5. Reengagement

Once in a while, no matter what you do, some of your subscribers simply do not want to engage. You can’t really tell if it’s because they abandoned their email, if they don’t find your messages interesting, or they’re waiting for that one promotion to hook them up. Still keeping those addresses on your list reduces your overall engagement and as such decreasing the value of your list, so something has to be done about them.

Reengagement campaigns should be treated as a hail Mary pass, the last attempt to get them back, and if it fails – they are gone. Kind of like a reconfirmation campaign, however, you are a lot less limited with what can you send to your customers.

There are 3 key factors that you need to take into account here:

  • Timing
  • Form
  • Incentive

Timing dependents mostly on your sending schedule. Basically, the more often you send, the shorter you should wait with your reengagement. For example, if you send once a week you should not wait longer than 3 months, if you send once a month you can wait as long as one year.

The ideal option here is a triggered personal message. Working on the first example, the day your inactive content reaches 3 months, without any action he automatically gets a reengagement email. If you are not able to set that up, then you should go for a reengagement campaign every 3 moths on all inactive contacts at once. Of course if they still fail to engage, you should remove them from your list.

As for the form there is a number of different approaches. One thing I would advise here is: make a big change in the content. This is the one message that should stand out from the rest. It should be unique to the point that your subscriber automatically sees they received something different than your usual send out. Just to give you a few examples and ideas:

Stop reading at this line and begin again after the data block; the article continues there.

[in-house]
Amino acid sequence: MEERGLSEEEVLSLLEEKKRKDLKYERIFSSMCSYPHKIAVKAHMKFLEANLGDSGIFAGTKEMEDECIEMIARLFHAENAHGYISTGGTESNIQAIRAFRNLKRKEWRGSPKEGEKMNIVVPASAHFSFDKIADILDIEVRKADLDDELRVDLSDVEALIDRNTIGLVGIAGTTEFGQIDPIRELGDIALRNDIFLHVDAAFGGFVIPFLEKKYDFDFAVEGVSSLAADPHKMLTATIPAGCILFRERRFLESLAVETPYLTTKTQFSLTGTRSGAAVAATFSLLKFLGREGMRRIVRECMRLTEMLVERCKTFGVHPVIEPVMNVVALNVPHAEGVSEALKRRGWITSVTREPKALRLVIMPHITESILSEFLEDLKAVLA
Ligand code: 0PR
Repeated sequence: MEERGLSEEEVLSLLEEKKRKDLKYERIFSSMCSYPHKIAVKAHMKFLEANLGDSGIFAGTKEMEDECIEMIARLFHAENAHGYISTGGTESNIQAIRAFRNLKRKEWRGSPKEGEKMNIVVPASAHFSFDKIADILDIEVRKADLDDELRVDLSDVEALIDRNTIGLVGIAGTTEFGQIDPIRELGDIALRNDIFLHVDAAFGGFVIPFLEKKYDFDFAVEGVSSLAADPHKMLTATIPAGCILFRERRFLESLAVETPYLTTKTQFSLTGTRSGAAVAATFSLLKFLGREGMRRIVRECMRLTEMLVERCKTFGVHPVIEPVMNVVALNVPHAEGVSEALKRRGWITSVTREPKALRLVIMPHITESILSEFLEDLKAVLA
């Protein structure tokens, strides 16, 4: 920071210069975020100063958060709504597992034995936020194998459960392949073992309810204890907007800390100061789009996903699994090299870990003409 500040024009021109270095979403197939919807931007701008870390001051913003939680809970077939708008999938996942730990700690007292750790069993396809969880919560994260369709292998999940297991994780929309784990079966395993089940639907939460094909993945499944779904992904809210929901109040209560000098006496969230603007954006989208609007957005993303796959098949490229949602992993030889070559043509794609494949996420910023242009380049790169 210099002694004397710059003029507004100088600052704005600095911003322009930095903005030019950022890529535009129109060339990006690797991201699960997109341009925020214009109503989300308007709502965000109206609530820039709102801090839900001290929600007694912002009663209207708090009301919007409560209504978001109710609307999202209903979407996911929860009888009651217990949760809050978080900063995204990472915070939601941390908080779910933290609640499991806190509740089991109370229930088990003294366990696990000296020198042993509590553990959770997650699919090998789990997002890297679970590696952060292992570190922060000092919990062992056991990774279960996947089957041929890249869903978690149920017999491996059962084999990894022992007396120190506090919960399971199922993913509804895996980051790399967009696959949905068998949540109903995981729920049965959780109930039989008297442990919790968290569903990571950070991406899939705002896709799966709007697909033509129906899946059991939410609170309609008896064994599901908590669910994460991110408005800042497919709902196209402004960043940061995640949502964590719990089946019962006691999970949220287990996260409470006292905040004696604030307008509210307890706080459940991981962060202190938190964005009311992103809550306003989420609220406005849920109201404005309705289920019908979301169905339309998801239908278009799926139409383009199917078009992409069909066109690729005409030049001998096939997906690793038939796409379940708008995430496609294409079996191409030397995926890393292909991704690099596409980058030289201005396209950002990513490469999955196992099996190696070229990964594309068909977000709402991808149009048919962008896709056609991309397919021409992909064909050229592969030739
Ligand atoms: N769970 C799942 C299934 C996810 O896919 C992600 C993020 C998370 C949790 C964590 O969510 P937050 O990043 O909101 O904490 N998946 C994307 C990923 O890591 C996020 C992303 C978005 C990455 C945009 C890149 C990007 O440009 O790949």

• Go with different color sheet asking “were you waiting for a change?”, and then adapt your regular template to that
  • Contact them in a personalized manner as someone from the company staff, concerned about a customer and asking if everything is ok
  • Play it as a goodbye message with a hopeful plead to change your subscribers’ mind

I also noticed one more thing when helping our customers with their reengagement campaign, inactive contacts usually need some kind of an incentive that will help them decide to stay. A discount, a freebie, a gift basket. Something that shows that you appreciate them as your customers and are willing to fight for them, so if they still decide not to engage you can sincerely say to yourself “I tried my best”.

Next Up

This will conclude my tips on how to create and take care of your list. Next week we will start the content part of the series, talking more about what you should avoid in your content, thanks to my job title, I have quite an insight into what works and what doesn’t, so stay tuned!

… And if you want to catch up on our series: